About 10 years ago a buddy put 1/4 drywall over a similar ceiling in Hogs Hollow that contained asbestos. I helped a day to remove crown molding, tricky to do without damaging while trying not to crumble up too much of the asbestos plastered ceiling. Then he built up where the crown molding was, laid 1/4 drywall across ceiling with long enough screws to catch the joists. Told me it took time to mud joints flat and skim coat out a depression....he wished he had used a bonding filler coat instead of drywall
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Oct 22, 2007
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Zamboni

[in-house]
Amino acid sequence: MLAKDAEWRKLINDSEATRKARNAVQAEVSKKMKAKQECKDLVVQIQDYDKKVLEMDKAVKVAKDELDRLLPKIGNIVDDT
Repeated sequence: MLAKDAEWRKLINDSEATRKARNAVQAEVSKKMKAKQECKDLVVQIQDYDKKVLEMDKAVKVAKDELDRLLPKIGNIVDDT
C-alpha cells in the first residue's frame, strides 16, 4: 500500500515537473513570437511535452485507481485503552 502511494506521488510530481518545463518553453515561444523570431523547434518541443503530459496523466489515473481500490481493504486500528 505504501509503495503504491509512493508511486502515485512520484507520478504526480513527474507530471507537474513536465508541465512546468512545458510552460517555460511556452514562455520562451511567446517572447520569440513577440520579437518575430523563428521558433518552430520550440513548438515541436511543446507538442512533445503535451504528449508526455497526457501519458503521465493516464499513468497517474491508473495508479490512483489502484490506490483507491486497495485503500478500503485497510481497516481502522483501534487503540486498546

Thanks for the information Zamboni, I learned something new today.

My wife's uncle has this applied to a 30 year old home, (30 years ago) and couple years ago he removed it himself over a weekend and repaired the ceiling himself. He's very handy. He told me he did it the same way as a stucco ceiling as that's he same material that was used to apply it. Maybe it was different in his home. I guess op's material is different.
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Jul 3, 2007
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If it was me, I would consider doing a coffered ceiling on top of it. Some installation methods use 1/4 inch mdf panels, which in this case would hide the original ceiling texture.
[OP]
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@Zamboni
What does this mean exactly""troweled on actual artex type finish"
What other types of Artex finish are there?
By the look of it does it seem to be the type that would contain asbestos?